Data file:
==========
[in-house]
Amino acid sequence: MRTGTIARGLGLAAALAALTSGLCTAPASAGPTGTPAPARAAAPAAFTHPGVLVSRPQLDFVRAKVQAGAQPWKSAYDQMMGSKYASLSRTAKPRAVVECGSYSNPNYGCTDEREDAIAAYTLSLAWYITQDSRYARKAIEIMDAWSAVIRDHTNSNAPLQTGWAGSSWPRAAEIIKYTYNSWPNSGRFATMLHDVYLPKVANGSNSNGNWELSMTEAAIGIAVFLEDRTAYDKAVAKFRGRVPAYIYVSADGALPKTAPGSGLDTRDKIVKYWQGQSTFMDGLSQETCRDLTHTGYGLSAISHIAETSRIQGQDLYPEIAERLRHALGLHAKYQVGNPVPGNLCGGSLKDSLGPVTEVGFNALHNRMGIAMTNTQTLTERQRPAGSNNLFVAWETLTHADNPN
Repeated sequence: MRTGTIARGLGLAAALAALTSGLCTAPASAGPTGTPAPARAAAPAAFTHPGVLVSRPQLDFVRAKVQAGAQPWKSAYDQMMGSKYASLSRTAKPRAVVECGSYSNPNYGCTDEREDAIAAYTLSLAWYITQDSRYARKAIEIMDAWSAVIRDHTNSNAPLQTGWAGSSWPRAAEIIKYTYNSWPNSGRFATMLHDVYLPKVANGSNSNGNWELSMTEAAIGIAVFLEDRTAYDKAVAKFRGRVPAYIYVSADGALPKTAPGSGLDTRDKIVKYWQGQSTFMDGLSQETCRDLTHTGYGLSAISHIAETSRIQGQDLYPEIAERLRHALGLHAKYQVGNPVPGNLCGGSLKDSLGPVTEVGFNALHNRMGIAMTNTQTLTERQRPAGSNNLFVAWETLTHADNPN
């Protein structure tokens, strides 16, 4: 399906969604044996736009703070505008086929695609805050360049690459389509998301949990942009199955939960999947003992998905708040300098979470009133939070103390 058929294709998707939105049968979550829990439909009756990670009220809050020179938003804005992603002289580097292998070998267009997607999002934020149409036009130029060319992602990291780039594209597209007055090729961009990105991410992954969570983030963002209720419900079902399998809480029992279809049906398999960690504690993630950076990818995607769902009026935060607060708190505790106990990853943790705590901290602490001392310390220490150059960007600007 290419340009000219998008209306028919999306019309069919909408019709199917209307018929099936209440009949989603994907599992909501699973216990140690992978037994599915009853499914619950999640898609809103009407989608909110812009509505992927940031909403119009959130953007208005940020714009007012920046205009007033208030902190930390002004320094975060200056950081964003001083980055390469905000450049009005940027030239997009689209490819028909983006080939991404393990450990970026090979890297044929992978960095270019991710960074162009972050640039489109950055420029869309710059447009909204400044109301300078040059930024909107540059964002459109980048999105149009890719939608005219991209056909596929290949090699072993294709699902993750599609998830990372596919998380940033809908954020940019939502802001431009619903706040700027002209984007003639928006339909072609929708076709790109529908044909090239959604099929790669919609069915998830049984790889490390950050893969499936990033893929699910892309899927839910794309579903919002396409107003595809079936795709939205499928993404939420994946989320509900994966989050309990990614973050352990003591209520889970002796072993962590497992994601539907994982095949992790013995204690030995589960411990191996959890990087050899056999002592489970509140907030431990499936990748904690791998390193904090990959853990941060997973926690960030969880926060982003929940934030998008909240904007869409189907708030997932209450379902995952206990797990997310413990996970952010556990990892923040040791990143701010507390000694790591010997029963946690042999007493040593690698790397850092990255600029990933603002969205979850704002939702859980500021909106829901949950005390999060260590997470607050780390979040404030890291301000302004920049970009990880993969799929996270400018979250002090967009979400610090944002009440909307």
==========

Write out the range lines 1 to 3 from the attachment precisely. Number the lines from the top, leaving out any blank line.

[in-house]
Amino acid sequence: MRTGTIARGLGLAAALAALTSGLCTAPASAGPTGTPAPARAAAPAAFTHPGVLVSRPQLDFVRAKVQAGAQPWKSAYDQMMGSKYASLSRTAKPRAVVECGSYSNPNYGCTDEREDAIAAYTLSLAWYITQDSRYARKAIEIMDAWSAVIRDHTNSNAPLQTGWAGSSWPRAAEIIKYTYNSWPNSGRFATMLHDVYLPKVANGSNSNGNWELSMTEAAIGIAVFLEDRTAYDKAVAKFRGRVPAYIYVSADGALPKTAPGSGLDTRDKIVKYWQGQSTFMDGLSQETCRDLTHTGYGLSAISHIAETSRIQGQDLYPEIAERLRHALGLHAKYQVGNPVPGNLCGGSLKDSLGPVTEVGFNALHNRMGIAMTNTQTLTERQRPAGSNNLFVAWETLTHADNPN
Repeated sequence: MRTGTIARGLGLAAALAALTSGLCTAPASAGPTGTPAPARAAAPAAFTHPGVLVSRPQLDFVRAKVQAGAQPWKSAYDQMMGSKYASLSRTAKPRAVVECGSYSNPNYGCTDEREDAIAAYTLSLAWYITQDSRYARKAIEIMDAWSAVIRDHTNSNAPLQTGWAGSSWPRAAEIIKYTYNSWPNSGRFATMLHDVYLPKVANGSNSNGNWELSMTEAAIGIAVFLEDRTAYDKAVAKFRGRVPAYIYVSADGALPKTAPGSGLDTRDKIVKYWQGQSTFMDGLSQETCRDLTHTGYGLSAISHIAETSRIQGQDLYPEIAERLRHALGLHAKYQVGNPVPGNLCGGSLKDSLGPVTEVGFNALHNRMGIAMTNTQTLTERQRPAGSNNLFVAWETLTHADNPN